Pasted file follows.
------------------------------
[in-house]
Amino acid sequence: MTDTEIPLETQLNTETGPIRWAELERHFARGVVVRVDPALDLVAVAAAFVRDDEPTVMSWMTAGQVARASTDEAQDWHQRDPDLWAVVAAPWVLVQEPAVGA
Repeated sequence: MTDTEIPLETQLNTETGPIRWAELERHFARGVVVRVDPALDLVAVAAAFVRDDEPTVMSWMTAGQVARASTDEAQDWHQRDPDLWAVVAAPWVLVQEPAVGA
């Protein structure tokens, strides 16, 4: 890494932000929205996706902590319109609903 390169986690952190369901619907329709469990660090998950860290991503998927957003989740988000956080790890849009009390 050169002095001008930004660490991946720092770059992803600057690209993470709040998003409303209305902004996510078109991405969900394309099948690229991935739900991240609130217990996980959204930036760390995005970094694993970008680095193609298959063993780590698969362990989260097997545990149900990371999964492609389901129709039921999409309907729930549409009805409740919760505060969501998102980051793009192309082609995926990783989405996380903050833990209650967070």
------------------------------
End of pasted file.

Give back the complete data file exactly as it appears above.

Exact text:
[in-house]
Amino acid sequence: MTDTEIPLETQLNTETGPIRWAELERHFARGVVVRVDPALDLVAVAAAFVRDDEPTVMSWMTAGQVARASTDEAQDWHQRDPDLWAVVAAPWVLVQEPAVGA
Repeated sequence: MTDTEIPLETQLNTETGPIRWAELERHFARGVVVRVDPALDLVAVAAAFVRDDEPTVMSWMTAGQVARASTDEAQDWHQRDPDLWAVVAAPWVLVQEPAVGA
């Protein structure tokens, strides 16, 4: 890494932000929205996706902590319109609903 390169986690952190369901619907329709469990660090998950860290991503998927957003989740988000956080790890849009009390 050169002095001008930004660490991946720092770059992803600057690209993470709040998003409303209305902004996510078109991405969900394309099948690229991935739900991240609130217990996980959204930036760390995005970094694993970008680095193609298959063993780590698969362990989260097997545990149900990371999964492609389901129709039921999409309907729930549409009805409740919760505060969501998102980051793009192309082609995926990783989405996380903050833990209650967070």